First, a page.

A writing friend and I were discussing our manuscripts the other day. She’s a bit newer to the whole path-to-publication madness than I am, and she was bemoaning what she perceived as the shortcomings in her Work In Progress. “I read mine,” she said, “and then I read your manuscript, and I just don’t think I’ll ever be able to write that well.”
Now, I am not telling you this story to shamelessly brag on my writing. Rather the opposite, in fact. Because my answer to my friend was basically, “I don’t think I’ll ever write that well either.” You see, my manuscript, which my agent has out on submission to several publishers, is not what I wrote. My writing, quite frankly, is not nearly as good as what ended up in my manuscript.
So, what happened? My writing appeared in the first draft, lo, these many months ago. Then I edited. And re-edited. And sent it out to beta readers. And re-edited. And then did some major rewrites. And more re-editing. What the editors are reading (and hopefully falling in love with!) is not exactly my writing. It is my writing after extensive plastic surgery, weightloss, and a professional makeup job.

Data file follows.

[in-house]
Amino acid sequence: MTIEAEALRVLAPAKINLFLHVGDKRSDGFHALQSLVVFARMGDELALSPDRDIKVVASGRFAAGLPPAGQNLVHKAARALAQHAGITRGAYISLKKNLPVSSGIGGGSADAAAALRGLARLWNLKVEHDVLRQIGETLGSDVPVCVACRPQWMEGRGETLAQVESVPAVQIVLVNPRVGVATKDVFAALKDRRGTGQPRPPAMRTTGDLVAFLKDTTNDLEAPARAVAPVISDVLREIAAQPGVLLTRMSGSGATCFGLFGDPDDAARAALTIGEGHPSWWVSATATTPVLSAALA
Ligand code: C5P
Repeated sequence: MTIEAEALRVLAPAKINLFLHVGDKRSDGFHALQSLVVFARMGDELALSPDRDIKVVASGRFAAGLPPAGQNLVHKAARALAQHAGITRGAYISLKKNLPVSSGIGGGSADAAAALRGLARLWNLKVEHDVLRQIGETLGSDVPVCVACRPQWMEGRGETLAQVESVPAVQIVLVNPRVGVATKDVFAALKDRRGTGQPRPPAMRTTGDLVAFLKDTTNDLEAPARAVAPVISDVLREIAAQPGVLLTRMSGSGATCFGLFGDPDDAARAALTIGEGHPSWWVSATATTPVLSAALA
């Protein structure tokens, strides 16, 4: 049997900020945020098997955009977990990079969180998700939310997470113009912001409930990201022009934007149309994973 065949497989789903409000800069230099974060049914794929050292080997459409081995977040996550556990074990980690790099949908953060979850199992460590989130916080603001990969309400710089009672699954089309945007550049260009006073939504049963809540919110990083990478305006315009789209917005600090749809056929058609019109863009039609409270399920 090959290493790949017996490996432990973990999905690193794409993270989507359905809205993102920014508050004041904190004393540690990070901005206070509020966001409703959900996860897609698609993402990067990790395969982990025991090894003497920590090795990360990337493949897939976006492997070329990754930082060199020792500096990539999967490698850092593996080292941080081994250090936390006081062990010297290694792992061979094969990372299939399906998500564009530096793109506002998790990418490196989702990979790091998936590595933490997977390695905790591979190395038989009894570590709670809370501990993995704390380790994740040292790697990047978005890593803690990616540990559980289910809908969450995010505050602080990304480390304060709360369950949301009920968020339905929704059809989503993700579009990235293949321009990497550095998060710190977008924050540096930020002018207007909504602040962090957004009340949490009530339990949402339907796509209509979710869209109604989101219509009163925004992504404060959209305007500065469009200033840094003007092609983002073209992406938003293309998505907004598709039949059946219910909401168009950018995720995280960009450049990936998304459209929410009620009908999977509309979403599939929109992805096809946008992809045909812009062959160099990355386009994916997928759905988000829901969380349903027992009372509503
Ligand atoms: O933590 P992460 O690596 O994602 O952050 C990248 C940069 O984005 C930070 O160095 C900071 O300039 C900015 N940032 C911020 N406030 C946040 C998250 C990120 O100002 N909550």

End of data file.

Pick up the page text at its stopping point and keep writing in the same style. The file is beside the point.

Really, have you ever seen those photos in the grocery store tabloids — Celebrities Without Makeup? Some of the most gorgeous women in the world look a little — or a lot — less appealing in the cold hard light of day, sans makeup, hair, and designer clothes. For example, take the incredibly gorgeous, incredibly talented Sofia Vergara. I love her in Modern Family, where one of the running jokes is how her over-the-top gorgeousness affects men. But I recently found a photo where Sofia was — how shall I say this? Not quite over the top. Here it is:
After you get over the shock, though, you can see the improved version of Sofia lurking somewhere in there. The woman in the first photo has great bone structure, good hair, and all the other things she needs. At this point, though, those natural attributes need to be polished to bring her up to the level we know and recognize as “Sofia Vergara.”
Your manuscript, hot off the first draft press, is the unmade up, greasy-haired, sweat-pants and tee-shirt version of your story. Don’t compare it to other people’s writing until you’ve hired it a stylist, done its makeup and coiffure, draped it in borrowed jewels from Harry Winston, and shoved it into Spanx and a beaded evening gown. When it’s ready to hit the red carpet, it’s ready to submit.